One Gloucestershire is made up of seven partners:
- Gloucestershire County Council
- Gloucestershire Care Services NHS Trust
- Gloucestershire Hospitals NHS Foundation Trust
- NHS Gloucestershire Clinical Commissioning Group
- 2gether NHS Foundation Trust
- Gloucestershire primary care providers
- South West Ambulance Service NHS Foundation Trust
It covers the county of Gloucestershire including the city of Gloucester and the towns of Cheltenham, Stroud, Tewkesbury, Cirencester as well as rural areas in the Cotswolds and Forest of Dean.
There are two acute hospitals in Gloucester and Cheltenham and seven community hospitals. Mental health services are provided by 2gether NHS Foundation Trust.
There is strong joint commissioning across Gloucestershire County Council and NHS Gloucestershire CCG, including disabilities, older people, children and families.
Primary care is delivered by 76 GP practices, organised into 16 clusters and seven localities. Three localities are piloting integrated locality boards which will develop health services at a place-based level with populations of at least 50,000.
The area’s population of 632,500 will rise to 675,000 by 2030, with the proportion aged 75-84 increasing by 20 per cent between 2016 and 2021. Those aged over 65 with a long-term condition will increase from 47,500 to 77,000 by 2030. Gloucestershire has a high proportion of people aged 65+ and has a net movement of more than 400 people aged 18-30 leaving the county each year.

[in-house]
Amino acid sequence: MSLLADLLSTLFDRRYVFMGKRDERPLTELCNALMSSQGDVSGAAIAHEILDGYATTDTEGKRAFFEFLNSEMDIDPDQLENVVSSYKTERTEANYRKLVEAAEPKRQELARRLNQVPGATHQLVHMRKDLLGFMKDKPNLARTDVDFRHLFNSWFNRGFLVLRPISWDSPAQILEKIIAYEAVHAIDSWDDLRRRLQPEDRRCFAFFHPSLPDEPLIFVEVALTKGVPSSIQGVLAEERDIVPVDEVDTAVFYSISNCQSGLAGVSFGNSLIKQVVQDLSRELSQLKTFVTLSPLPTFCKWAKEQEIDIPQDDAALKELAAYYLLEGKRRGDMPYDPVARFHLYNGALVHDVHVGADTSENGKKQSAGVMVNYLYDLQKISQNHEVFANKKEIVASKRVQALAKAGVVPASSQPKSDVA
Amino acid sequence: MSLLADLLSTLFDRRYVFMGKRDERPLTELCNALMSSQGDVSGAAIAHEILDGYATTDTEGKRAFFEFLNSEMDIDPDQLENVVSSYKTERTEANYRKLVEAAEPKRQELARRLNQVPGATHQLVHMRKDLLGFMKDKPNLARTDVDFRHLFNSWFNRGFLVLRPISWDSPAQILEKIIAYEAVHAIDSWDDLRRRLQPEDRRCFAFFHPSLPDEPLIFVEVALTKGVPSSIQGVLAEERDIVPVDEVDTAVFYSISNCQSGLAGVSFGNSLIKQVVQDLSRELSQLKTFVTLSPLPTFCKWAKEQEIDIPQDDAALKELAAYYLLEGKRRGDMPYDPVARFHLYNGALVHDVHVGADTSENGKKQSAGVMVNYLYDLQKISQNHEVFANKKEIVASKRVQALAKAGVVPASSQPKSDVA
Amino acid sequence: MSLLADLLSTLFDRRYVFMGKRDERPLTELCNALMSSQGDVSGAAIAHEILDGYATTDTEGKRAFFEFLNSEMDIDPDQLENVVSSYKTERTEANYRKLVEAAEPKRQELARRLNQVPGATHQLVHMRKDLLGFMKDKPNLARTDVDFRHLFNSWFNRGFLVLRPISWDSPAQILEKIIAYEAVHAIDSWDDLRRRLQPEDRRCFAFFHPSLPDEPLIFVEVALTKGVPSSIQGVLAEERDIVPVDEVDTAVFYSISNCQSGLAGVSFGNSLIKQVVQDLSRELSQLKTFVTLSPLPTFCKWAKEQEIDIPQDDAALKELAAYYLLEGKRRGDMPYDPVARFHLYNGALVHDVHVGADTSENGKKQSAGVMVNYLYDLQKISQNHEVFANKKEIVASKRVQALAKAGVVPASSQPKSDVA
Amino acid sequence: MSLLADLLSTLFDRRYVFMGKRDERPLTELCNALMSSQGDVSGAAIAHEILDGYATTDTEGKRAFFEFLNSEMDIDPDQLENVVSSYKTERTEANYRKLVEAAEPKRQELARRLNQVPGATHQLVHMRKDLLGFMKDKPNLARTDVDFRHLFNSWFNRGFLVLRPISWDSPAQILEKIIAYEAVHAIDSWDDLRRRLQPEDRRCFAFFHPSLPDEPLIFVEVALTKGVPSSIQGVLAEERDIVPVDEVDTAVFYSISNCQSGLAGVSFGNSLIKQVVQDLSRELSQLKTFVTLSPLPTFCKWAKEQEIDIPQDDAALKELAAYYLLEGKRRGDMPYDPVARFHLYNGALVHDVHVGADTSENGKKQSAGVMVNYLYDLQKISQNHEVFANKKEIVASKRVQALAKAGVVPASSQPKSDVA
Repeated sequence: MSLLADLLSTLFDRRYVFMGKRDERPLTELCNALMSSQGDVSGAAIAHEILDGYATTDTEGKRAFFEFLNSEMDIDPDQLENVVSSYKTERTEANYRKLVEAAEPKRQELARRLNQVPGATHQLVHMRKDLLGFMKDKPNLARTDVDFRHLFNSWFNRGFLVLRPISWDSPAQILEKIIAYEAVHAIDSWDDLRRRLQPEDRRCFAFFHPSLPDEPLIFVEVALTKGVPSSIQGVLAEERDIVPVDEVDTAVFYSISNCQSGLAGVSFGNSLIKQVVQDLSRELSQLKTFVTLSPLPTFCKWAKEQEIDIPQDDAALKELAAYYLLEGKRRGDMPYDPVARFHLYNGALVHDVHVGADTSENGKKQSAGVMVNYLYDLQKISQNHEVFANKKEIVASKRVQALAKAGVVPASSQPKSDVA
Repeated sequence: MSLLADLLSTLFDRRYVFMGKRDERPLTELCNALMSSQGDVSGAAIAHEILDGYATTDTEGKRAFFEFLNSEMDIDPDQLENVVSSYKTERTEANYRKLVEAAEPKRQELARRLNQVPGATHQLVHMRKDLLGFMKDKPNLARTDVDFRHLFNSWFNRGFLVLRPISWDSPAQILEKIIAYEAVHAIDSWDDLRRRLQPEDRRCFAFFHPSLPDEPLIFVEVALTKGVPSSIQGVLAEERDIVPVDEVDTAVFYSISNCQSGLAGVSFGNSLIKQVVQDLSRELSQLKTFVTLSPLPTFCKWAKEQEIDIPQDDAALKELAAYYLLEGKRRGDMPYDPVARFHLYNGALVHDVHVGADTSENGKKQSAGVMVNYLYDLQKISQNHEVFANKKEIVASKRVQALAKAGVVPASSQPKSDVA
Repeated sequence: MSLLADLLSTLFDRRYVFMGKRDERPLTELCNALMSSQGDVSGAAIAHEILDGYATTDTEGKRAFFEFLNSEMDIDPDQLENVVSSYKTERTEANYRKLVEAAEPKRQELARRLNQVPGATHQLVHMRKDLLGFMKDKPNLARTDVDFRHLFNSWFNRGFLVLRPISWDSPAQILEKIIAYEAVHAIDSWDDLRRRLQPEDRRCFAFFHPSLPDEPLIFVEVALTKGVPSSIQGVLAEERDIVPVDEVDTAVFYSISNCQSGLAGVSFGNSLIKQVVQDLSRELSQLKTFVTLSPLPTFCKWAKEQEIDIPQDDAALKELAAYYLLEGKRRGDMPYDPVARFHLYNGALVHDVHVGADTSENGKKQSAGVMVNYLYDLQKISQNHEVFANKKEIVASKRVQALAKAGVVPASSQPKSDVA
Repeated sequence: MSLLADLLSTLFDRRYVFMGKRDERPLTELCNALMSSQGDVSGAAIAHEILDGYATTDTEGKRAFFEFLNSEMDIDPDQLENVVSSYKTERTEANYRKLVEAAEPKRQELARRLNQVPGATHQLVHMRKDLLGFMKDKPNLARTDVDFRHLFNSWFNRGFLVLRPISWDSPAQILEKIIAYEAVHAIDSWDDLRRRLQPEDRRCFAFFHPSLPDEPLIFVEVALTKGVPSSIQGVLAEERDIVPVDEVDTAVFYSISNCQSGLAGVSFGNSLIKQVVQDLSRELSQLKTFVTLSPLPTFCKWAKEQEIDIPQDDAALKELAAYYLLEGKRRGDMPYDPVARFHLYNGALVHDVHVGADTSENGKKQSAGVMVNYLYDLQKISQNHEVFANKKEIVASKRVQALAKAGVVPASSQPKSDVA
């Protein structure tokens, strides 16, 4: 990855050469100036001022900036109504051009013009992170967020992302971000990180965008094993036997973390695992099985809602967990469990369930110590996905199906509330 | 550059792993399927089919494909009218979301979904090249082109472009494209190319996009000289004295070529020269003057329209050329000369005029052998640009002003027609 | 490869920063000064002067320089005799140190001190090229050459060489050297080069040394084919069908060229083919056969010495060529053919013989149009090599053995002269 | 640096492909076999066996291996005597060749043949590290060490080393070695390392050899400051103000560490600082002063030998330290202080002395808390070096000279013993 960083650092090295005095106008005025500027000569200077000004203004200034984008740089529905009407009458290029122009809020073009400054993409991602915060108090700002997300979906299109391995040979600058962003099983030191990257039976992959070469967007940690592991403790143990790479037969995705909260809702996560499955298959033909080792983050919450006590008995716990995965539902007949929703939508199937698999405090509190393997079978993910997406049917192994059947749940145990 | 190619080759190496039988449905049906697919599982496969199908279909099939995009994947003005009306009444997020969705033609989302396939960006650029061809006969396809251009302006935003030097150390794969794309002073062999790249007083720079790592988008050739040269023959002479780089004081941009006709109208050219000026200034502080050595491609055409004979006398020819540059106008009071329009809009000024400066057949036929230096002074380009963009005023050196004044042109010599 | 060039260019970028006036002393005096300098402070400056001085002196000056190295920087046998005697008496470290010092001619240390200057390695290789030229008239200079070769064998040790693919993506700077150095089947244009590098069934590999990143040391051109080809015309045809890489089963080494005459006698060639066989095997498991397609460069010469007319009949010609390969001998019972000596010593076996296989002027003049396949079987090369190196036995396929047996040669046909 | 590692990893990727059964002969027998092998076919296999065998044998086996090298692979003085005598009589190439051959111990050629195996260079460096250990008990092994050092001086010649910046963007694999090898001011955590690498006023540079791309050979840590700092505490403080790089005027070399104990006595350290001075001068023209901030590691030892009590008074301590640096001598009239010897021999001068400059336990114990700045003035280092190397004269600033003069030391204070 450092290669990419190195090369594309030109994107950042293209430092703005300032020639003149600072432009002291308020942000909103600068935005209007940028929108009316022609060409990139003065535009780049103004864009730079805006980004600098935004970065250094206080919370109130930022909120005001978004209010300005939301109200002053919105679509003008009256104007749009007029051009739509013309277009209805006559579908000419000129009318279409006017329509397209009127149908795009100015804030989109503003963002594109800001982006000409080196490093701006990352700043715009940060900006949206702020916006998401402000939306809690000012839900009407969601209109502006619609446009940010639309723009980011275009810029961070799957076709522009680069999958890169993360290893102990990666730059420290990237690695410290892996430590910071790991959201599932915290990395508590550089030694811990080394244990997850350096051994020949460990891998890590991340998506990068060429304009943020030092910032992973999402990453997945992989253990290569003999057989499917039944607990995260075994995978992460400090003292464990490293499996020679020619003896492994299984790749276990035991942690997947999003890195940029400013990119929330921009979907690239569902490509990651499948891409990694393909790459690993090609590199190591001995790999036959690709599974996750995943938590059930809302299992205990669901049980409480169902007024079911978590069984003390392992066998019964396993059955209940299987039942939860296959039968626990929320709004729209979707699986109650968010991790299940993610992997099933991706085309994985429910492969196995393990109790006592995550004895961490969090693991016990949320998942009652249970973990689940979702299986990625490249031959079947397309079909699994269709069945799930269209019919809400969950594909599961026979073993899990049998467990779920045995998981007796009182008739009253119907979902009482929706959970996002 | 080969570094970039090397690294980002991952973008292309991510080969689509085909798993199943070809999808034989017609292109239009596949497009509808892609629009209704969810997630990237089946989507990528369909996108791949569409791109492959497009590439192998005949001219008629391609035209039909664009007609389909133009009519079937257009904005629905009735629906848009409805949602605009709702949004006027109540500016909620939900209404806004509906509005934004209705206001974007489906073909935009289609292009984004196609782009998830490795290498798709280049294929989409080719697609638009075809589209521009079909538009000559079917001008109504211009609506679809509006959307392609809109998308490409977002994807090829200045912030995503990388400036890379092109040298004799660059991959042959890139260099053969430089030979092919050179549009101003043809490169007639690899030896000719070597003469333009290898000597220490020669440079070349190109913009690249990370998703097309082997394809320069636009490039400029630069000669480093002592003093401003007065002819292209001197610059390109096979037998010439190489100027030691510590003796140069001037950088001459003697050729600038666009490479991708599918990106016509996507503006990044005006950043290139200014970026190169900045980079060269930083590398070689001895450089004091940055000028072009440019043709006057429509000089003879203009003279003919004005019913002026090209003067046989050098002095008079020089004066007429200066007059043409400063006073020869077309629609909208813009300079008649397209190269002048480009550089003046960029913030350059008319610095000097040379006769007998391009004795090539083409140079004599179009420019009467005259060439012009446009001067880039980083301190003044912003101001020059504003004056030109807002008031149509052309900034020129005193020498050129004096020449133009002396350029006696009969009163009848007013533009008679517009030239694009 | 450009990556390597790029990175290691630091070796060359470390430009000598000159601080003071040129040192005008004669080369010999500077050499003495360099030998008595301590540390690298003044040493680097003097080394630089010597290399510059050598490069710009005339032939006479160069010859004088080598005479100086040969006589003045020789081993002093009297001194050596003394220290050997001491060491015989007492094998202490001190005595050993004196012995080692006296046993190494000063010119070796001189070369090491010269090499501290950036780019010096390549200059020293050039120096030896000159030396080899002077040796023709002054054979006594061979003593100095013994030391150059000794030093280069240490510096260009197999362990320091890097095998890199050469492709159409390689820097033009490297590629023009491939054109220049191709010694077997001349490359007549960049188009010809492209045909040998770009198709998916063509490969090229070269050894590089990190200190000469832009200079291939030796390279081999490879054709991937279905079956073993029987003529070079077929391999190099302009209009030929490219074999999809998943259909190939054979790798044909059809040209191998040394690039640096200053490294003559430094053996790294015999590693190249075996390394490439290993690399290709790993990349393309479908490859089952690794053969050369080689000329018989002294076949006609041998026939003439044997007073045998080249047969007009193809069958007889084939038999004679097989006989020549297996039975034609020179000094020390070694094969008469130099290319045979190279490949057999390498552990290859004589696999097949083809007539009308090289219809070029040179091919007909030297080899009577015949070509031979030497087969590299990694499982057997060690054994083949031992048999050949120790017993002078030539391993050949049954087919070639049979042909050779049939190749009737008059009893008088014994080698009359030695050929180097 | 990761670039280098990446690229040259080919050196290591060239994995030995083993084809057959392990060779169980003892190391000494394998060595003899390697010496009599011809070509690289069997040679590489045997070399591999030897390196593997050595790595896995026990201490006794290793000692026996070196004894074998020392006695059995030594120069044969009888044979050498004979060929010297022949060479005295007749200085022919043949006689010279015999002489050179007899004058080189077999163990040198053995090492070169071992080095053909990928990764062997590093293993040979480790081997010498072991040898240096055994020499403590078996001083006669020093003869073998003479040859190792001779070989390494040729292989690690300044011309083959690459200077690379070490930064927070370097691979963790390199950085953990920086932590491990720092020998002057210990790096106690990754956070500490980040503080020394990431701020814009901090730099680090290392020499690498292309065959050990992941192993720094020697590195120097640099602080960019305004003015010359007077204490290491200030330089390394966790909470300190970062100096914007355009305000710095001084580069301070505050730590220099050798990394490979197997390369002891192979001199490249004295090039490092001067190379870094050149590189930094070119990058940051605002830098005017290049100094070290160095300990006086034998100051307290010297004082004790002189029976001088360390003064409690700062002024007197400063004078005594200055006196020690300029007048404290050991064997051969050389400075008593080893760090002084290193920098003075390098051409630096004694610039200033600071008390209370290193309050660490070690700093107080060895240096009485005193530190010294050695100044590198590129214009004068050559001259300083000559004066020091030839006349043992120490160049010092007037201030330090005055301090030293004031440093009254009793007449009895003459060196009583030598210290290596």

The integrated care system covers the following area:
The partners believe that by working better together in a more joined up way and using the strengths of individuals, carers and local communities, they will improve health and wellbeing and transform the quality of care and support they provide to all local people.
What this means for local people
- There will be more support for people to stay healthy and independent and develop active communities that promote prevention and self-care.
- Local people with long-term conditions (physical, mental health or learning disability) should benefit from more joined-up care and support in their own homes, GP surgery, community or hospital.
- Staff should find it easier to work with colleagues from other organisations to support shared health priorities and deliver better outcomes for patients.
- Working together, the partners will have greater freedom and control to make decisions about services and use of the Gloucestershire pound, meaning services and support can be best targeted towards local needs.
The changes being made
Positive action helps those at risk of diabetes
Nearly 2,000 Gloucestershire people are being given a new lease of life thanks to a diabetes prevention programme.
The scheme targets individuals who have been identified by their GP surgery as having high blood sugar levels, which puts them at significant risk of developing Type 2 diabetes.
Sessions cover nutrition, exercise and suggested behavioural changes to maintain a healthy weight and become more physically active, as just a few simple lifestyle changes can prevent or delay the onset of the disease.
The programme was introduced in Gloucester, Cheltenham and the Forest of Dean and plans are in place to extend it across the county.
Richard, a patient, said: “I am now working my way to a better place, reducing my weight, being more active and feeling better in myself.” Another patient, Ian, added: “I wouldn’t say it was difficult, I’m just trying to make myself feel fitter and – the big thing – feel better.”
More real life stories can be found on the Gloucestershire CCG website, on the topics of keeping people and communities healthy, care in communities and ‘stronger together’ (hospital performance, cancer and mental health).
Find out about the projects that will be happening in 2018/19 to help the integrated care system deliver on its ambitions.